Friday, October 2, 2009

DVD Review: Superman/Batman Public Enemies

Superman Batman Public Enemies, The new DC animated direct-to-DVD feature is based on a comic arc that was, for all intents and purposes, written to be as theatrical as possible.  It was already a movie, at least in spirit.

Unfortunately, as is often the case with remakes, the original was better.  Even more unfortunate is the sad truth that the original wasn't all that amazing itself.

There were, however, moments of the comic that were brilliant.  Most of these were cut from the DVD, and those that were present were watered down to the point we could only point and say, "That was really cool in the comic."

The issue at hand is one of mediums.  Comics offer room for narrative exposition, allowing the simultaneous thoughts of Batman and Superman to appear beside each other.  In the comic, this was used to both humorous and at times profound effect.  We assumed the makers of the DVD would find a way to adapt this.

Instead, they dropped it completely.  This created an awkward situation, where scenes appearing in the film lacked any of the original's depth.  The scene of Batman checking on Captain Marvel after knocking him down is unimportant: what matters are his thoughts.

This isn't to say that the movie was entirely bad: the fight with Metallo was excellent and was far better integrated into the story than in the comic.  Likewise, elements of the ending were well executed, though overall it still came off as awkward and badly planned.

While the animation was underwhelming - we're not the biggest fans of the original artwork, either - the voice acting remains topnotch.  This is largely due to the casting and voice direction done by Andrea Romano.  If you aren't familiar with her work, simply think of your favorite animated program from the last twenty years and check the list.  It's there, isn't it?

As a side note, we also want to say a word about the film's PG-13 rating.  After the brutality in some of the previous films, we were a bit surprised to see how restrained this was.  While we certainly don't require copious amounts of blood and violence in all of our films, we found the rating to be somewhat misleading.  If this was PG-13, so was every episode of Batman Beyond.

Public Enemies isn't bad, per se, but it's nothing we haven't seen before.  The Luthor presidency here was better alluded to during his candidacy in Justice League Unlimited, as was his madness and Superman's choice.

The fights never match the intensity of the best in the animated series or Superman/Doomsday.  The relationship between Batman and Superman, which is developed well here, has been done before, throughout the animated series.  We've seen Batman make the same choices, and Superman perform the same miracles.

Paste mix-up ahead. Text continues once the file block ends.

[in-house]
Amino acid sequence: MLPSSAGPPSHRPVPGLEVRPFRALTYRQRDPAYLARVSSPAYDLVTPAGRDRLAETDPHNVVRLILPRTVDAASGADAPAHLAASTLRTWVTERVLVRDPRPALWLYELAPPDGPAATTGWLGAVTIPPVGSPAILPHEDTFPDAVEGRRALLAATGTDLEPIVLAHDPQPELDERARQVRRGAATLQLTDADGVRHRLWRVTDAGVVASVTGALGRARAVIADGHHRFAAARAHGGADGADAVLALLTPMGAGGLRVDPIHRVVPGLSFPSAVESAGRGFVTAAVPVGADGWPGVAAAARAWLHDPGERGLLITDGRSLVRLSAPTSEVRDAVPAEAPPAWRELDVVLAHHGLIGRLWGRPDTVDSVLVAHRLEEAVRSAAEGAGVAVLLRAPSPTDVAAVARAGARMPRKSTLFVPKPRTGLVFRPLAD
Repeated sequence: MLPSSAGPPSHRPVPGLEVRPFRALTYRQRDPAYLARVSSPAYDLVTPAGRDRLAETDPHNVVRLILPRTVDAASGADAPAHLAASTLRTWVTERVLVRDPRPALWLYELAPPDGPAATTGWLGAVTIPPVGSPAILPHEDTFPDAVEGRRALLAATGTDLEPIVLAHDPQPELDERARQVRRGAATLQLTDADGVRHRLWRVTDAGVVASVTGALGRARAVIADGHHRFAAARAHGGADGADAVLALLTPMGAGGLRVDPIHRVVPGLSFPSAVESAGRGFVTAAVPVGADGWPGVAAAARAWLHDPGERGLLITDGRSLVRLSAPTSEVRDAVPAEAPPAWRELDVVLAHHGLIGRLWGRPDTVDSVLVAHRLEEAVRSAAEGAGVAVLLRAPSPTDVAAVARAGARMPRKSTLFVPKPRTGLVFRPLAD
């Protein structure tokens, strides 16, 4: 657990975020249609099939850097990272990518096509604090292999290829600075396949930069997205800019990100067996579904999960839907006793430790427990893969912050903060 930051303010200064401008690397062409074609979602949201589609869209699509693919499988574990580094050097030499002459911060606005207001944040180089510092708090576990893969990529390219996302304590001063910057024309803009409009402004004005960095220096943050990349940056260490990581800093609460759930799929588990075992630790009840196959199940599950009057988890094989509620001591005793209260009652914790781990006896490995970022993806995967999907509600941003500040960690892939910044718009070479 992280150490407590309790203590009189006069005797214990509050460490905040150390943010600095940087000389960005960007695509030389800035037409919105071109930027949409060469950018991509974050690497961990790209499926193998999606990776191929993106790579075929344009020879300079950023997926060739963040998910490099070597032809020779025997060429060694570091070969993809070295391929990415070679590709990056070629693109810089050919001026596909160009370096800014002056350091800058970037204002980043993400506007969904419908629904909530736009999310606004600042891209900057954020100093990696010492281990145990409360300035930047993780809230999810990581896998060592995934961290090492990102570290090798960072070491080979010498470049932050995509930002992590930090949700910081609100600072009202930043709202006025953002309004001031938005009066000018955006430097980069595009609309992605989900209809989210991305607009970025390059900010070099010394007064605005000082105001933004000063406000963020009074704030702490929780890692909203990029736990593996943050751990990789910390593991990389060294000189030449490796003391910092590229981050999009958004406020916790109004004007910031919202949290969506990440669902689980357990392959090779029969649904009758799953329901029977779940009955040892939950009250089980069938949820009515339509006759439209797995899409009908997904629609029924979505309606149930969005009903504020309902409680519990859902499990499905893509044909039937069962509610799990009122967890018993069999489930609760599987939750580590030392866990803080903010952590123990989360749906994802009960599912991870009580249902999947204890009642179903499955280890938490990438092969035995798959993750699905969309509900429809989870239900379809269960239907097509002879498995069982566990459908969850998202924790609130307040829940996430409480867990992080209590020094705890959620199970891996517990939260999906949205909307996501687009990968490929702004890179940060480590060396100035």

This simply tows too close to its source.  It's bogged down by all the comic's problems without managing to duplicate its strengths.  While it's good for a viewing, particularly if you can see it free, it's not worth owning.

Fortunately, Green Lantern: First Flight, Wonder Woman, and Justice League: New Frontier are still available.  Buy those: you'll watch them again and again.  Against such superior animated fare, we'll offer Public Enemies two and a half stars and accept its thanks for not comparing it with The Incredibles as we often do.


Morgan said...

Well, your review is spot on, however I'm dismayed to see that you enjoyed Green Lantern. If you knew nothing of the comic, I suppose it may have been alright, but it completely destroyed the actual history of the Green Lantern Corp. and left problems for any intended sequels, like, say, a Sinestro Corp. movie. It was Garbage. Wonder Woman was terrific though, and New Frontier was great. Also, Green Arrow's bow is the way it is because of the safety regulations placed on this type of toy. An unattached arrow and a string classify it as a weapon, which is not ok for kids. At least, that's what Mattel claims.

Erin Snyder said...

First up, thanks for the info about GA's bow! I still wonder why they glued it on both ends, though: attaching it to either the string or bow should have protected them on the projectile front.

As for Green Lantern: I definitely see where you're coming from. The story and powers were streamlined, the same way you'd expect in a live action movie. They played up the science fiction elements over the super hero ones. Personally, I'd also have preferred something more true to the comics, but I felt like that reflected my preferences over the quality of the film.

On its own merits, I felt like the movie represented a solid piece of storytelling. It had a good pace and maintained some real tension. I also liked the overall look and design, which paid homage to the original while recasting everything in a bit more modern SF way (it kind of reminded me of the transition from old Star Trek aliens to the new designs).

Honestly, the element that grated on me the most in First Flight was the absence of the individual power batteries. I was also a little taken aback with how easily some of the Lanterns were taken down by laser fire. But, again, I don’t think these really reflect on the movie itself, just my preferences and what I’m used to.

I think there is room for a Sinestro Corps sequel, though it would need to be heavily altered. But honestly, it’s hard to imagine a filmic version of that story that isn’t streamlined: it’s more a less a given that you’d have to drop the Anti-Monitor, Superboy Prime, and Cyborg Superman: those characters just carry too much backstory to fit in a movie.